Interval training is tough , but it's the best way to keep in shape when you don't have a lot of time on your hands. That said, if you want to do it right, The New York Times suggests you stick with very specific timing.
Photo by William Warby
As the name suggests, interval training tasks you with pushing your body to the max for a short duration, then relaxing, and pushing again in intervals. Everyone does this a bit differently, but the Times points to research that suggests it is best to stick to 30 or 60 second intervals:
The takeaway of both studies is that it is best, if you wish to perform high-intensity interval training, to stick to what is well documented as effective: a few sessions per week of 30- or 60-second intervals so strenuous you moan, followed by a minute or so of blessed recovery, and a painful repetition or four. Done correctly, such sessions, in my experience, get you out of the gym quickly and inspire truly inventive cursing.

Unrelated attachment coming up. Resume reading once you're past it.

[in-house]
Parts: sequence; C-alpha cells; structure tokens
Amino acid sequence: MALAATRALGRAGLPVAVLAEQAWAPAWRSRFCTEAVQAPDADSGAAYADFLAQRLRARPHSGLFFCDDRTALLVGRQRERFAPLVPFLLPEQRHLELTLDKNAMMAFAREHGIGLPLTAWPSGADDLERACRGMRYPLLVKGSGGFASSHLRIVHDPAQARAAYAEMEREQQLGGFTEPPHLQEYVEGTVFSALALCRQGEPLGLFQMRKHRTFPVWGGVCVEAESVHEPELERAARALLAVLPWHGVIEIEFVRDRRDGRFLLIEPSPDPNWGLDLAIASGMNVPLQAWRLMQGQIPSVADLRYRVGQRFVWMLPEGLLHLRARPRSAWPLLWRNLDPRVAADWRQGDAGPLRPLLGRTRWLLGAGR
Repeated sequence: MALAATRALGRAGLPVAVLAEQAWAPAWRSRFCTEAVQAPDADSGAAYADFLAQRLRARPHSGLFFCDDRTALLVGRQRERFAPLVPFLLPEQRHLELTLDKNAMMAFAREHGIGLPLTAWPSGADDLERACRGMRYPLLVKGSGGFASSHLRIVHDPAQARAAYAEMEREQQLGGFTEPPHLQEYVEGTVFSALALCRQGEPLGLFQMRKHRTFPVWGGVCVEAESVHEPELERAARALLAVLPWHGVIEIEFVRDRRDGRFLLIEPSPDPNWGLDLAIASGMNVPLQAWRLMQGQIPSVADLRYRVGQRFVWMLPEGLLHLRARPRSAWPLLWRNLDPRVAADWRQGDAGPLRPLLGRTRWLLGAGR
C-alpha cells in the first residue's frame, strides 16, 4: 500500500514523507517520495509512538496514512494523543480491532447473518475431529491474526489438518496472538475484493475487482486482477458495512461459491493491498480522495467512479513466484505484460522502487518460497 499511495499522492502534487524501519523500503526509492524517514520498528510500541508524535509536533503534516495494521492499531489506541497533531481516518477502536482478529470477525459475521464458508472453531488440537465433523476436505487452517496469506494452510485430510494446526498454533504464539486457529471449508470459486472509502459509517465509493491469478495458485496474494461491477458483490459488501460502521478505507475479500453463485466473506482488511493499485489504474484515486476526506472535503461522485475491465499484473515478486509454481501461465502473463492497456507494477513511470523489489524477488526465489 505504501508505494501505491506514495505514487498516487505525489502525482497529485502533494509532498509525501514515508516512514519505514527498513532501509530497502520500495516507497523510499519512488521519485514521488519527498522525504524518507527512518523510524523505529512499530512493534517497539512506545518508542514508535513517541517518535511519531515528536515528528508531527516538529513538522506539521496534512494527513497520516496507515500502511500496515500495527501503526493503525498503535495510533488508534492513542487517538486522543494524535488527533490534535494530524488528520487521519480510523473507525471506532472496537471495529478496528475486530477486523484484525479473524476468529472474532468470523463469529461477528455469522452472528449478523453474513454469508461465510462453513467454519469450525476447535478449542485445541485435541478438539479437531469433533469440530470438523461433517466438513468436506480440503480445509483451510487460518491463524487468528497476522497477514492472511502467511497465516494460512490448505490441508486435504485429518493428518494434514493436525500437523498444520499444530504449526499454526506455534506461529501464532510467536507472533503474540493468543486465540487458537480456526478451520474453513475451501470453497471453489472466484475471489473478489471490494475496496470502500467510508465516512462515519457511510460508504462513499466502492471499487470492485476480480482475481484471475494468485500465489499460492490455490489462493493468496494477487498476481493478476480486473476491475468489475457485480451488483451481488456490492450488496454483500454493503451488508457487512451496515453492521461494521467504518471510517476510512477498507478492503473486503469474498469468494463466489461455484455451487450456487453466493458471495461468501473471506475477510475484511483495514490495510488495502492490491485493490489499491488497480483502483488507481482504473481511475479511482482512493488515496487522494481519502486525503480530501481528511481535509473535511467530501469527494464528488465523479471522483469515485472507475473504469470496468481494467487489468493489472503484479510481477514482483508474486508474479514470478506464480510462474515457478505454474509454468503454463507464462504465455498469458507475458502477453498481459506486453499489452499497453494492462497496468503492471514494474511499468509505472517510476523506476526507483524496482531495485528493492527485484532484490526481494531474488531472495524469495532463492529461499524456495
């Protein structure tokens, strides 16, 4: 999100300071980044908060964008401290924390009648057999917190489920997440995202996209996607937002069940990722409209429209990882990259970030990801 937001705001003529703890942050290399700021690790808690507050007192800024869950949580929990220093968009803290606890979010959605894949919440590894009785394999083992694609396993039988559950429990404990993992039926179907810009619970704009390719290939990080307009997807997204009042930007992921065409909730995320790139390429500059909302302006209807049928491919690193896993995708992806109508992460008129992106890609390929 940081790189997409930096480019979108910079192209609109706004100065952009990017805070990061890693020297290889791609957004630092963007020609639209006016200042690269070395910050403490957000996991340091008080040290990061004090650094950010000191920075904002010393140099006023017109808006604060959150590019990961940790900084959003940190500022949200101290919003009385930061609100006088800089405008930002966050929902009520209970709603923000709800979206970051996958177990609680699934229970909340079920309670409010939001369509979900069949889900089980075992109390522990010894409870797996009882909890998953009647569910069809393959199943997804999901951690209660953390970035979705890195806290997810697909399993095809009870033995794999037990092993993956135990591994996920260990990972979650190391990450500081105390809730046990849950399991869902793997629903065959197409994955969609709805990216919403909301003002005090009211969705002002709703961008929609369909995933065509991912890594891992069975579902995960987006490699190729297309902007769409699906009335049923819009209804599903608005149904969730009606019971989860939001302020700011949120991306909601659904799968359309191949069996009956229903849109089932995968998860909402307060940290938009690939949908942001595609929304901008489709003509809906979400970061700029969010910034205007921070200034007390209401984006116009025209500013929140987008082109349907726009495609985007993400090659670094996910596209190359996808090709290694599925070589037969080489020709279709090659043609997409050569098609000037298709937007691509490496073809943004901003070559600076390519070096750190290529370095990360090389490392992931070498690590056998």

While researchers aren't totally clear on why the timing matter, it does seem that sticking to these 30-60 second bursts produces better and longer lasting results.
How to Get Fit in a Few Minutes a Week [The New York Times]